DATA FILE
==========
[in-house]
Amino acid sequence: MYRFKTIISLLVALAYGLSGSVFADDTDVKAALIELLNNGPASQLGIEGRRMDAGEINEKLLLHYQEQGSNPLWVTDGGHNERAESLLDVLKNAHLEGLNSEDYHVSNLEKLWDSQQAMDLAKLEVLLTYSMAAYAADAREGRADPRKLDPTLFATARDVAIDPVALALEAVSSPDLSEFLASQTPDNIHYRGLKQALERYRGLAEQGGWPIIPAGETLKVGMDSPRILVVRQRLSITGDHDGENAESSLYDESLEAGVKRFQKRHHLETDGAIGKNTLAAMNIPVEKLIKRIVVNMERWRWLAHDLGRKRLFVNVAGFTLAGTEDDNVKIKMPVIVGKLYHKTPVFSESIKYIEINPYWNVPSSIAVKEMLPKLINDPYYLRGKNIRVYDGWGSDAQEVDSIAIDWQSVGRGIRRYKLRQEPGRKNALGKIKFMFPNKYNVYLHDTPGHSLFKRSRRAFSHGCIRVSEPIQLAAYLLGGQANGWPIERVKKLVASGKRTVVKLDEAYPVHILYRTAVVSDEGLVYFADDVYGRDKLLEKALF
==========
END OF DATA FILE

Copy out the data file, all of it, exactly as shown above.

[in-house]
Amino acid sequence: MYRFKTIISLLVALAYGLSGSVFADDTDVKAALIELLNNGPASQLGIEGRRMDAGEINEKLLLHYQEQGSNPLWVTDGGHNERAESLLDVLKNAHLEGLNSEDYHVSNLEKLWDSQQAMDLAKLEVLLTYSMAAYAADAREGRADPRKLDPTLFATARDVAIDPVALALEAVSSPDLSEFLASQTPDNIHYRGLKQALERYRGLAEQGGWPIIPAGETLKVGMDSPRILVVRQRLSITGDHDGENAESSLYDESLEAGVKRFQKRHHLETDGAIGKNTLAAMNIPVEKLIKRIVVNMERWRWLAHDLGRKRLFVNVAGFTLAGTEDDNVKIKMPVIVGKLYHKTPVFSESIKYIEINPYWNVPSSIAVKEMLPKLINDPYYLRGKNIRVYDGWGSDAQEVDSIAIDWQSVGRGIRRYKLRQEPGRKNALGKIKFMFPNKYNVYLHDTPGHSLFKRSRRAFSHGCIRVSEPIQLAAYLLGGQANGWPIERVKKLVASGKRTVVKLDEAYPVHILYRTAVVSDEGLVYFADDVYGRDKLLEKALF